Our rides centers around the trails in Singapore during this review period. Let’s just say that the descent sections of the trails here are not enough to push the SuperFoxy to its fullest. Instead of trying to ride the bike to its limits, we compared it at familiar sections with the many bikes we have rode before. Over the years riding Singapore’s trails, we have ridden the same sections with many many bikes, so you can trust us when we say we know how each section of the trail feels like. During descents, the SuperFoxy Carbon R feels confident inspiring and sure-footed. Many riders would argue that bikes in the Super Enduro category would usually perform as such so there is nothing out of the ordinary. Let us declare that the SuperFoxy Carbon R is indeed different. Some bikes get the job done and then some bikes reward the rider with deservingly memorable sweet descents. The SuperFoxy Carbon R is the latter. The Zero Suspension’s full floating duo link is supplely comfortable and works beautifully throughout long stretches of bumpy rocky descents. On steeper descents, the longish top-tube-to-rear-triangle ratio give the bike a stable front end that instil confidence to push forward with faster than usual speed. In short, the descent experience just became more enjoyable.

As mentioned earlier, our test bike was fitted with Maxxis Assegai (front) and Dissector (rear) 3C Maxx Grip DH Casing. While these grippy tyres could have contributed to the enjoyable descents, we believed that even with slightly less grippy casing like the MaxxTera, the descent feel on this bike would still be just as great.


The SuperFoxy carbon R is a handsome machine with a lot of capabilities. It exhibit very good stability and control throughout the ride. Descent capabilities on this bike is totally enjoyable and confident-inspiring with a touch of finesse. This positive trait regarding stability trickles down to tackling all sections of the ride and is especially prominent at technical sections. Regardless of whether it’s during climbs, descents or just plain cruising, all technical features somehow became manageable with no feeling of nervousness. This translate to uninterrupted riding all the way. That said, lighter gears had to be applied to make the climbs more comfortable for long climbs – but we feel that this could be rectified or improved with a set of tyre change. The grippy tyres in this review also cause the bike to cruise slower and lose energy faster than it should have been on flat sections. As this bike’s base design is already very stable, the use of extra grippy tyres could be a tad too “over-protective” for not-too-gnarly-Singapore-trails.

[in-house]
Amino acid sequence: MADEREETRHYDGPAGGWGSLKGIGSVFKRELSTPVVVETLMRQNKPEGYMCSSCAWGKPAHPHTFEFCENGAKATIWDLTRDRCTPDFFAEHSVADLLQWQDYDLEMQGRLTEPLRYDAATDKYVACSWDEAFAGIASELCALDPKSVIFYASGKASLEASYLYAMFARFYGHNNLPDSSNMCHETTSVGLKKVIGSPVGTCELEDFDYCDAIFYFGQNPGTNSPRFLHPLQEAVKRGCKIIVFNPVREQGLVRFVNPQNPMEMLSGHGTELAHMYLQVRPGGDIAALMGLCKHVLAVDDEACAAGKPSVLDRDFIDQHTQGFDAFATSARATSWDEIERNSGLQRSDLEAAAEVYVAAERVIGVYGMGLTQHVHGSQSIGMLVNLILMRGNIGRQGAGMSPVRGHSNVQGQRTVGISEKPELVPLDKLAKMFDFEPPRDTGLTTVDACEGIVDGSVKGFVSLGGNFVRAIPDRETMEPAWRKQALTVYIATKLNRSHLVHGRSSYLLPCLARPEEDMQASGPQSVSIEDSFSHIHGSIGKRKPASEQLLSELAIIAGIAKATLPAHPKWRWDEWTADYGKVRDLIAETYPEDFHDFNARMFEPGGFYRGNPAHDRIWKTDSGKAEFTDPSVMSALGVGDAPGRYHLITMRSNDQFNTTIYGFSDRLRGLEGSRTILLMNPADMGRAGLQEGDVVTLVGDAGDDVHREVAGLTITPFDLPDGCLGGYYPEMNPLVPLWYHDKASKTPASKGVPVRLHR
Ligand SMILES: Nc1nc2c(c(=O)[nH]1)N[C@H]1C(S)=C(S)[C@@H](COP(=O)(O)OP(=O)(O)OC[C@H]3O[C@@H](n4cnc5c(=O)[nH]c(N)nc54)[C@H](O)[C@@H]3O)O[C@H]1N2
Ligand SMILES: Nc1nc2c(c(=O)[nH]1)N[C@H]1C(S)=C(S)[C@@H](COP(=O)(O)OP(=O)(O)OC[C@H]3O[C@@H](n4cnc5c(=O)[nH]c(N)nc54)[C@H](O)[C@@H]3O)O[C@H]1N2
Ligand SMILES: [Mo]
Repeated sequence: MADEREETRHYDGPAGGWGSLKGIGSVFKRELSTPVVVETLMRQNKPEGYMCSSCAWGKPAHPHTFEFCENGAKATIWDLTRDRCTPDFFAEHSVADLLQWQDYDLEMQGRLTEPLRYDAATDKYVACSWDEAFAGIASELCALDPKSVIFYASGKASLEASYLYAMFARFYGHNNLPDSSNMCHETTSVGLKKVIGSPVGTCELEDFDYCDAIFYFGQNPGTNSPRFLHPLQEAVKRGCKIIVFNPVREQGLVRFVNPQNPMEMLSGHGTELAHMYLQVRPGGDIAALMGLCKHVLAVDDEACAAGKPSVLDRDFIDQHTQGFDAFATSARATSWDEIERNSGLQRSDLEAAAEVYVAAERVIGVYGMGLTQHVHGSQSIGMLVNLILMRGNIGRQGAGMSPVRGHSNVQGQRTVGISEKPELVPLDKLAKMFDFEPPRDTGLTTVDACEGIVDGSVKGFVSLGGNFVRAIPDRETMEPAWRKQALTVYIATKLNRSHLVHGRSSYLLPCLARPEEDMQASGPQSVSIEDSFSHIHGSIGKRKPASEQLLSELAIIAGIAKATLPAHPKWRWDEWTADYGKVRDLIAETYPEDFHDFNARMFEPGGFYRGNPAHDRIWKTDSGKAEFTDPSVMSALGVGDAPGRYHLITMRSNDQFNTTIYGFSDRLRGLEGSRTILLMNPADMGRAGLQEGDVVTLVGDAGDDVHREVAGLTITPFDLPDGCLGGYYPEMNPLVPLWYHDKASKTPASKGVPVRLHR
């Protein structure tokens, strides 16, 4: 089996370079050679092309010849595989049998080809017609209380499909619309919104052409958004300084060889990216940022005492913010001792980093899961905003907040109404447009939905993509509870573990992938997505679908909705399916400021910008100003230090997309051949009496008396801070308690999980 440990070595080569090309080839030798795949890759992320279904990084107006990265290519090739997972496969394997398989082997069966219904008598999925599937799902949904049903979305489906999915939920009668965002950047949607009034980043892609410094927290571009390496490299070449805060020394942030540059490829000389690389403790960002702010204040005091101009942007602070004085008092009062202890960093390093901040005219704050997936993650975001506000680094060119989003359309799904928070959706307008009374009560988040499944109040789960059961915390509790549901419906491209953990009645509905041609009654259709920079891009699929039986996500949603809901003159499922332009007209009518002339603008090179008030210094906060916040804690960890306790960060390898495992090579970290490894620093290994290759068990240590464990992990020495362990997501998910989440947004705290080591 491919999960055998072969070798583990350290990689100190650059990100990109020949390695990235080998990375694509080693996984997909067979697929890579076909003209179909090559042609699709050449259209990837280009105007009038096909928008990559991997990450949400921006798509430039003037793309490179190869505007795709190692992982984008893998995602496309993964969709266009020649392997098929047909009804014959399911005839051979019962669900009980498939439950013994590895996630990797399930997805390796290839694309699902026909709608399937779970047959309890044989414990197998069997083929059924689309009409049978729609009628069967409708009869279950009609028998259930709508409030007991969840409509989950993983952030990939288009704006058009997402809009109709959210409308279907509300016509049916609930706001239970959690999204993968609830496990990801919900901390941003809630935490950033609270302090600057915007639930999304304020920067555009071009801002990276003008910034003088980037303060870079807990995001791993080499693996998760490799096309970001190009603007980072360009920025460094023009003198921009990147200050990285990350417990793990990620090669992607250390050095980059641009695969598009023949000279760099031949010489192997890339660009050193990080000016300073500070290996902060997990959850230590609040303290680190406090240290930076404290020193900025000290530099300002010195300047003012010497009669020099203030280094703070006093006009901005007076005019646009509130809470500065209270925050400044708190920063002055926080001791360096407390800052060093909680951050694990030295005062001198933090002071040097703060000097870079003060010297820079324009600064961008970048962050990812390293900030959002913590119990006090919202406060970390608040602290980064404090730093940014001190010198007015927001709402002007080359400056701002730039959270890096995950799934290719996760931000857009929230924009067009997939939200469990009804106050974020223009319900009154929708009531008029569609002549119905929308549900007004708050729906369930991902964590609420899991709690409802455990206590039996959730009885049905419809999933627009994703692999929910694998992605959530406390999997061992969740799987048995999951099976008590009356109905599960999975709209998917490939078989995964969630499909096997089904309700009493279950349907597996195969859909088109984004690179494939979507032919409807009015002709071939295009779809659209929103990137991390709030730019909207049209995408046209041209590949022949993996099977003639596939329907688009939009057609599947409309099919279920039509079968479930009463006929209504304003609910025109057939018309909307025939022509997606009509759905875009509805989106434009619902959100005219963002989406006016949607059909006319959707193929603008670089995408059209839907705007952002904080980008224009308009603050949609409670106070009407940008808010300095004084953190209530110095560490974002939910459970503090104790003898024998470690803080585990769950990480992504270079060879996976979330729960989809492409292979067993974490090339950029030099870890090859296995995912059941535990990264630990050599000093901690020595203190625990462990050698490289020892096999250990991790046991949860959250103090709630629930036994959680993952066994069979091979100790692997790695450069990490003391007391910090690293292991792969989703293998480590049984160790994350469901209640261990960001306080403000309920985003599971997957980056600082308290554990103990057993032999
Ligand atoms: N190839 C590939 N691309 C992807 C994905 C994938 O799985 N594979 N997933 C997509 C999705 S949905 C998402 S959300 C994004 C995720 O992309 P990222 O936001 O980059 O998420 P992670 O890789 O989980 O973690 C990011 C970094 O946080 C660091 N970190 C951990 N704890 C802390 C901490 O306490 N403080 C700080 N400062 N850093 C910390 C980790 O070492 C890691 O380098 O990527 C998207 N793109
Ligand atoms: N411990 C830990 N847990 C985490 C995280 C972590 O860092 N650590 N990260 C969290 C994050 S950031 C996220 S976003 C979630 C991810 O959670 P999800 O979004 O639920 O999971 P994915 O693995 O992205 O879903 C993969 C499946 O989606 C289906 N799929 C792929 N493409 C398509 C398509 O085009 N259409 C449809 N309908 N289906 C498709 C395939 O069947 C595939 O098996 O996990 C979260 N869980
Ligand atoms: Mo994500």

This bike should be one of the top contenders for riders who are discerning about the quality and enjoyment level of their descents!

The SuperFoxy Carbon R should not be confined to Singapore trails only. As such, the SuperFoxy Carbon R is also suitable for riders who love bike tours. In addition to its descent finesse, it is also a bike that could help the rider when the goings get tough. It is common to “ride blind” at new trails when riding overseas. The SuperFoxy Carbon R’s long travel and stability could be a great advantage in helping riders deal with unexpected tough spots during such blind encounters.

The next group would be riders who are trying to improve their technical skills. Riders who are keen to try out new features and climb up the gravity riding learning curve would find that the SuperFoxy Carbon R is a machine that makes gnarly sections more manageable and allows for a little more reaction time at technical sections. Trust us, this would greatly help opens up a lot of new learning frontiers.


Whether it’s the carbon or the alloy build, the SuperFoxy range of Super Enduro mountain bikes possess strong Mondraker DNA and lots of riding personality. For more information, contact APAC Cycles. Ride.

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Photos and review by Bikezilla

Mondraker SuperFoxy Carbon R by APAC Cycles